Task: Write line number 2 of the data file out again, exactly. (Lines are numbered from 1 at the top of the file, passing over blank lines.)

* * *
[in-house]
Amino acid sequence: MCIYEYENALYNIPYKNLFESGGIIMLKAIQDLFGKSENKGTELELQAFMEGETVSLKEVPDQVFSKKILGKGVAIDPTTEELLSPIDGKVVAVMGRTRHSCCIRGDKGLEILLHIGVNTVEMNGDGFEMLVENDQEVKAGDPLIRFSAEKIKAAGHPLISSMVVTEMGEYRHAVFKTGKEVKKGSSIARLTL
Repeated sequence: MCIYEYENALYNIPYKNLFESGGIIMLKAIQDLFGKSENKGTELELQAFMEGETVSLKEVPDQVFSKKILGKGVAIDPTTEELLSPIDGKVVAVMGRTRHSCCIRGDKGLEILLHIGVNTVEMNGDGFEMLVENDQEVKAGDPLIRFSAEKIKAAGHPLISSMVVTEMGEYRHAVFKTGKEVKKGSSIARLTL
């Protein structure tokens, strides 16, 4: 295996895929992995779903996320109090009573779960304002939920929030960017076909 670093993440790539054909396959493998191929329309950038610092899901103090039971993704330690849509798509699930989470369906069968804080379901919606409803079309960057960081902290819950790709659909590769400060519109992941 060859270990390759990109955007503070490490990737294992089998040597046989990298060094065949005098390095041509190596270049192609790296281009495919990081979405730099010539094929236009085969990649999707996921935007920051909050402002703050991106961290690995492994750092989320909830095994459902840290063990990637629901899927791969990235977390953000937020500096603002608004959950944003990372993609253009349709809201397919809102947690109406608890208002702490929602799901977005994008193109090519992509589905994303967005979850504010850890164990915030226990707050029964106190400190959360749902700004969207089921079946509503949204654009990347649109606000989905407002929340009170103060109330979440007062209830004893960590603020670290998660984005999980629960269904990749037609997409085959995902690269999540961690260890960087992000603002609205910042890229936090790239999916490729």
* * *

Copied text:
Amino acid sequence: MCIYEYENALYNIPYKNLFESGGIIMLKAIQDLFGKSENKGTELELQAFMEGETVSLKEVPDQVFSKKILGKGVAIDPTTEELLSPIDGKVVAVMGRTRHSCCIRGDKGLEILLHIGVNTVEMNGDGFEMLVENDQEVKAGDPLIRFSAEKIKAAGHPLISSMVVTEMGEYRHAVFKTGKEVKKGSSIARLTL